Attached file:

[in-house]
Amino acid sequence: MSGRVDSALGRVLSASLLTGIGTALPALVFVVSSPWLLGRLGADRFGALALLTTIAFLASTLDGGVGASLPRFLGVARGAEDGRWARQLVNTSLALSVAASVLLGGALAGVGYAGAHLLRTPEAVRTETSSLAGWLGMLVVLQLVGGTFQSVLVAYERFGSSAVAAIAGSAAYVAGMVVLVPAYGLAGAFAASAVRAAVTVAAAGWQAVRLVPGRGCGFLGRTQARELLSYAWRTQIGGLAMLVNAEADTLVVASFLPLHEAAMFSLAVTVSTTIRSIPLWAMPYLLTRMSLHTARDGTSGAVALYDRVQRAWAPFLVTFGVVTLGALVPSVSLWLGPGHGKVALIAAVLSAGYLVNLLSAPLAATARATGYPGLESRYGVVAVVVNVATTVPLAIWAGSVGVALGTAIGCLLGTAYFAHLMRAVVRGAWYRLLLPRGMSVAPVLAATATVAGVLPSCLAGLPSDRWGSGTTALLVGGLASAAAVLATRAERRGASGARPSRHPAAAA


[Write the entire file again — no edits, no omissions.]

[in-house]
Amino acid sequence: MSGRVDSALGRVLSASLLTGIGTALPALVFVVSSPWLLGRLGADRFGALALLTTIAFLASTLDGGVGASLPRFLGVARGAEDGRWARQLVNTSLALSVAASVLLGGALAGVGYAGAHLLRTPEAVRTETSSLAGWLGMLVVLQLVGGTFQSVLVAYERFGSSAVAAIAGSAAYVAGMVVLVPAYGLAGAFAASAVRAAVTVAAAGWQAVRLVPGRGCGFLGRTQARELLSYAWRTQIGGLAMLVNAEADTLVVASFLPLHEAAMFSLAVTVSTTIRSIPLWAMPYLLTRMSLHTARDGTSGAVALYDRVQRAWAPFLVTFGVVTLGALVPSVSLWLGPGHGKVALIAAVLSAGYLVNLLSAPLAATARATGYPGLESRYGVVAVVVNVATTVPLAIWAGSVGVALGTAIGCLLGTAYFAHLMRAVVRGAWYRLLLPRGMSVAPVLAATATVAGVLPSCLAGLPSDRWGSGTTALLVGGLASAAAVLATRAERRGASGARPSRHPAAAA